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49Chapter 5Acids, Bases, and Acid-Base Reactions Review Skills5.1 Acids Arrhenius Acids Types of Arrhenius Acids Strong and Weak AcidsSpecial Topic 5.1: Acid RainInternet: Acid Animation5.2 Acid Nomenclature Names and Formulas of BinaryAcids Names and Formulas ofOxyacids5.3 Summary of Chemical NomenclatureInternet: Types of SubstancesInternet: Chemical Nomenclature5.4 Strong and Weak Arrhenius BasesSpecial Topic 5.2: Chemicalsand Your Sense of TasteInternet: Strong and Weak BasesInternet: Identification ofStrong and Weak Acids andBases5.5 pH and Acidic and Basic Solutions5.6 Arrhenius Acid-Base Reactions Reactions of Aqueous StrongArrhenius Acids and AqueousStrong Arrhenius Bases Writing Equations for ReactionsBetween Acids and BasesSpecial Topic 5.3: Precipitation,Acid-Base Reactions, and ToothDecay Reactions of Arrhenius Acids andIonic Compounds That ContainCarbonate or Hydrogen CarbonateSpecial Topic 5.4: Saving ValuableBooksSpecial Topic 5.5: Be Careful withBleachInternet: Acid-Base ReactionAnimation5.7 Brønsted-Lowry Acids and Bases Chapter GlossaryInternet: Glossary Quiz Chapter ObjectivesReview QuestionsKey IdeasChapter Problems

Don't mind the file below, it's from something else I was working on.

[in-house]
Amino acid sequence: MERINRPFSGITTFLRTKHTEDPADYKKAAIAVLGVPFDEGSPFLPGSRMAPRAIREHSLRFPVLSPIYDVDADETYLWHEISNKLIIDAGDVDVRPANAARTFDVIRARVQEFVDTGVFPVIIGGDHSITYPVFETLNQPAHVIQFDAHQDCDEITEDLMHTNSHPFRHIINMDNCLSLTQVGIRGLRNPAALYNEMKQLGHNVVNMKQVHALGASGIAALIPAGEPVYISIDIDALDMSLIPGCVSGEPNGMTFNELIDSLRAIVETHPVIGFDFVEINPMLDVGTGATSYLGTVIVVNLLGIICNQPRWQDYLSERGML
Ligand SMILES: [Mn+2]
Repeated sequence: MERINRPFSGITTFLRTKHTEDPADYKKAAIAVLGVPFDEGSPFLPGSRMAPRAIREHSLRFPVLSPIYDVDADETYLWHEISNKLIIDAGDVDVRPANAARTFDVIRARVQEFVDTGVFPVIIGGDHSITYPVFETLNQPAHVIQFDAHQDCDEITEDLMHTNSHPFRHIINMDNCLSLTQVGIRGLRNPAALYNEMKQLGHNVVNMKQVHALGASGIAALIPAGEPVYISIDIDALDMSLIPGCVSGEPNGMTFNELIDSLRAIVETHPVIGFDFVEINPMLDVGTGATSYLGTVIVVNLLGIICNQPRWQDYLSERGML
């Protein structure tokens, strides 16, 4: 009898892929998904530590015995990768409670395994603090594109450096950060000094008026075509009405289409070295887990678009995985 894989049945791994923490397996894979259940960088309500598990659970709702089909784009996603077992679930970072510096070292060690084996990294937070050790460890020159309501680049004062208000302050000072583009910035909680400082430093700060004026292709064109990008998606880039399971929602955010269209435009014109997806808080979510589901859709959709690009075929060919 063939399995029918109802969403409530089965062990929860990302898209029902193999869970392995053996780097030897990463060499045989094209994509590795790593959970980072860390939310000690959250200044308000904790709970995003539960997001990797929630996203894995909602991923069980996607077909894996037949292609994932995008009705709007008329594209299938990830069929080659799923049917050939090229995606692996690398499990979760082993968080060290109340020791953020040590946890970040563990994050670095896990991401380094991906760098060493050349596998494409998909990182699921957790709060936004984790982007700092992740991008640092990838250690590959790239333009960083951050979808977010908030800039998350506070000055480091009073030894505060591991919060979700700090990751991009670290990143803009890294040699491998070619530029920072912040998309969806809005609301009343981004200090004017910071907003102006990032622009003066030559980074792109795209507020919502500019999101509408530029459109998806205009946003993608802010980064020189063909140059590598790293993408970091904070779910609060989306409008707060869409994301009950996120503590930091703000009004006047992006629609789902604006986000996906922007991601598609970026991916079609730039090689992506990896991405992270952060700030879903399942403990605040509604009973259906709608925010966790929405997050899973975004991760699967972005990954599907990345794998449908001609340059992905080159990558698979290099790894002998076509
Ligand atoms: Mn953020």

50Study Guide for An Introduction to ChemistrySection Goals and IntroductionsSection 5.1 AcidsGoals To describe acids To make the distinction between strong and weak acids. To show the changes that take place on the particle level when acids dissolve in water. To show how you can recognize strong and weak acids.This section introduces one way to define acids, called the Arrhenius definition. The mostimportant skills to develop in this section are (1) to be able to recognize acids from names orformulas and (2) to be able to describe the changes that take place at the particle level whenstrong and weak acids dissolve in water. Be sure to give special attention to Figures 5.1, 5.5,and 5.6. Visit our Web site to view an animation that illustrates the differences between strongand weak acids:Internet: Acid AnimationSection 5.2 Acid Nomenclature Goal: To describe how to convert between names and chemical formulas for acids.This section adds acids to the list of compounds for which you should be able to convertbetween names and formulas.Section 5.3 Summary of Chemical Nomenclature Goal: To review the process for converting between names and formulas for binarycovalent compounds, binary ionic compounds, ionic compounds with polyatomic ions,binary acids, and oxyacids.Although chemical nomenclature may not be your favorite topic, it is an important one. Theability to convert among names and formulas for chemical compounds is crucial tocommunication between chemists and chemistry students. This section collects thenomenclature guidelines from Chapters 3 and 5 and gives you a chance to review them. Table5.6 provides your most concise summary of these guidelines. Our Web site provides tutorialsthat allow you to practice identifying types of substances and converting between names andformulas for chemical compounds:Internet: Types of SubstancesInternet: Chemical NomenclatureSection 5.4 Strong and Weak Arrhenius BasesGoals To describe bases and to make the distinction between strong and weak bases. To show how you can recognize strong and weak bases. To show the changes that take place on the particle level when bases dissolve in water.This section does for bases what Section 5.1 does for acids: (1) it states the Arrheniusdefinition of base, (2) it provides you with the information necessary to identify strong andweak bases, and (3) it describes the changes that take place when one weak base (ammonia)dissolves in water (Figure 5.8). Sample Study Sheet 5.1 summarizes the steps for identification